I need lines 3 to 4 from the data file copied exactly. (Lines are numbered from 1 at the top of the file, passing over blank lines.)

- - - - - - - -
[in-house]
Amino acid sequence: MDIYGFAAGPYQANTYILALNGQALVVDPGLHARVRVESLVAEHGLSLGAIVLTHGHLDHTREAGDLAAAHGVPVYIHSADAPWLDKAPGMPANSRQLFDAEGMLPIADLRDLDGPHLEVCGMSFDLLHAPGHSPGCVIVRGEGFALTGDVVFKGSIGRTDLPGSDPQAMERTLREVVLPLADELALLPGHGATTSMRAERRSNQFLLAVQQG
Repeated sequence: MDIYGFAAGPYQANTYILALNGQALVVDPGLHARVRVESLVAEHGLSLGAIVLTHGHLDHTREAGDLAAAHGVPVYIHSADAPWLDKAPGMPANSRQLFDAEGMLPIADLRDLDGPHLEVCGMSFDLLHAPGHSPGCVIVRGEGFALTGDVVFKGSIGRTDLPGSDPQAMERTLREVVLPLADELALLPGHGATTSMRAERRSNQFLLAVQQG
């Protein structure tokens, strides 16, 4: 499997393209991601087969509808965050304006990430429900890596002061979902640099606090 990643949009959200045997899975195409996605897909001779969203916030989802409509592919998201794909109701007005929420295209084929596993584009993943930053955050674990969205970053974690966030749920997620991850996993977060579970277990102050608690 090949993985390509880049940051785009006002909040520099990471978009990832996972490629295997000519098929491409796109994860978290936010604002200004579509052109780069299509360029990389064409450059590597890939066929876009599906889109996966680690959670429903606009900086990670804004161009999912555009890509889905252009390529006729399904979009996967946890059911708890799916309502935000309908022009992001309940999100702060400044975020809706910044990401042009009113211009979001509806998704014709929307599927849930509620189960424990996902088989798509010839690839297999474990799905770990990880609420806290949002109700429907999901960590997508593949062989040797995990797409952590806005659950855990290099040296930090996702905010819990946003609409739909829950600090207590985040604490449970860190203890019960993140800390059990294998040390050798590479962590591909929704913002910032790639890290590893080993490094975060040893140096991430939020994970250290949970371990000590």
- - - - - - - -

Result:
Repeated sequence: MDIYGFAAGPYQANTYILALNGQALVVDPGLHARVRVESLVAEHGLSLGAIVLTHGHLDHTREAGDLAAAHGVPVYIHSADAPWLDKAPGMPANSRQLFDAEGMLPIADLRDLDGPHLEVCGMSFDLLHAPGHSPGCVIVRGEGFALTGDVVFKGSIGRTDLPGSDPQAMERTLREVVLPLADELALLPGHGATTSMRAERRSNQFLLAVQQG
């Protein structure tokens, strides 16, 4: 499997393209991601087969509808965050304006990430429900890596002061979902640099606090 990643949009959200045997899975195409996605897909001779969203916030989802409509592919998201794909109701007005929420295209084929596993584009993943930053955050674990969205970053974690966030749920997620991850996993977060579970277990102050608690 090949993985390509880049940051785009006002909040520099990471978009990832996972490629295997000519098929491409796109994860978290936010604002200004579509052109780069299509360029990389064409450059590597890939066929876009599906889109996966680690959670429903606009900086990670804004161009999912555009890509889905252009390529006729399904979009996967946890059911708890799916309502935000309908022009992001309940999100702060400044975020809706910044990401042009009113211009979001509806998704014709929307599927849930509620189960424990996902088989798509010839690839297999474990799905770990990880609420806290949002109700429907999901960590997508593949062989040797995990797409952590806005659950855990290099040296930090996702905010819990946003609409739909829950600090207590985040604490449970860190203890019960993140800390059990294998040390050798590479962590591909929704913002910032790639890290590893080993490094975060040893140096991430939020994970250290949970371990000590």